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Distillers City Debate to explore how innovative whisky is compared to other categories

Published:  13 March, 2015

Is the whisky category sufficiently innovative and how does it compare with other drinks categories will be the key issues up for debate at the Distillers City Debate 2015 organised by the Worshipful Company of Distillers.

The Distillers' City Debate 2015, which takes place on 14 May at JP Morgan, Old City of London School, will look at how innovation can be achieved in the category without compromising the protection of whisky's heritage and tradition. The industry is widely perceived to target more mature drinkers than the white spirit industry, and the debate will consider whether it is sufficiently innovative to tap into the new wave of potential customers, who it says are looking for excitement, prestige, value, and new flavours.

As well as looking at how whisky compares to other drinks categories, the debate will look at the Global Travel Sector where much of the innovation begins, and where high price premiums are achieved. This part of the market has embraced limited editions and range extensions to encourages consumers to discover new lines and has replaced age statements with exotic names to avoid using age as the sole measure of value, the livery company said. Other areas to be explored include grain whisky and technical advances that have improved consistency and reduced cost, providing a vital step in a product which require a longer maturation period.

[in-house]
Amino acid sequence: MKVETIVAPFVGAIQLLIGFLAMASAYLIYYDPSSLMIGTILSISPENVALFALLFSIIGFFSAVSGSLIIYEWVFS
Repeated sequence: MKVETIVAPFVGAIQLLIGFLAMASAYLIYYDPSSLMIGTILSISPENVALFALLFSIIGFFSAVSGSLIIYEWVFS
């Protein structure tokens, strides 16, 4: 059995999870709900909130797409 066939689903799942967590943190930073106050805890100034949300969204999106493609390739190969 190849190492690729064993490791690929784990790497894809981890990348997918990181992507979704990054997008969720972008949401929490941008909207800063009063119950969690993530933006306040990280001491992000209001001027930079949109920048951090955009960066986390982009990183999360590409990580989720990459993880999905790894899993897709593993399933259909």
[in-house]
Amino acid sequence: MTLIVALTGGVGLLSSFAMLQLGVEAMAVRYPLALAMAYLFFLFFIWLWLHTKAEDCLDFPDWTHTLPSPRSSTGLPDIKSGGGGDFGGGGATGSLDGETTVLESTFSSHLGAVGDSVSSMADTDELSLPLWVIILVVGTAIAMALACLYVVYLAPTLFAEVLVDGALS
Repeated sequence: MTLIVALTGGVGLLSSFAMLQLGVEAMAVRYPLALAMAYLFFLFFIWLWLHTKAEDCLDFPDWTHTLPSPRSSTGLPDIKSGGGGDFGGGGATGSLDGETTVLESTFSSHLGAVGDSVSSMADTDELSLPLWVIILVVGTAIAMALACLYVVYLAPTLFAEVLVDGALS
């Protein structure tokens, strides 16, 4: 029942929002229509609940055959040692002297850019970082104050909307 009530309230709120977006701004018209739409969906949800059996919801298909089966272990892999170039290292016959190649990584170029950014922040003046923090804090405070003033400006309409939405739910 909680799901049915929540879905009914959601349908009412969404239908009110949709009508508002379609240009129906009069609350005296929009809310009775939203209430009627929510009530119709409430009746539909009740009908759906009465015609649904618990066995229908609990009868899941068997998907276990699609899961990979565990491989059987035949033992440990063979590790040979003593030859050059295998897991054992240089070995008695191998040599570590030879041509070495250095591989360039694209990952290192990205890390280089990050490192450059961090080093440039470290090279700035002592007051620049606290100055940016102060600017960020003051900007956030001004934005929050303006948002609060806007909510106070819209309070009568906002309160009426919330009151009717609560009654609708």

The panel includes Damien Heary, director for Innovation and planning at William Grant & Sons; Glen Gribbon, director of blends at Edrington; spirits consultant and writer Ian Buxton;  and beverage analyst Ian Shackleton, managing director of Nomura International. The debate is being chaired by Trevor Stirling, beverage analyst at Sanford C Bernstein, who will encourage the audience to participate in the discussion. 

Stirling said the industry faced an interesting dilemma:

"The whisky industry faces something of a paradox in subjecting itself to very tight definition to preserve its heritage and guard its long term future, while re-inventing itself all over the world to broaden its appeal to new consumers. This discussion will focus on whether the two are compatible," he said.

Entry to the debate is free, but by ticket only. For tickets apply to: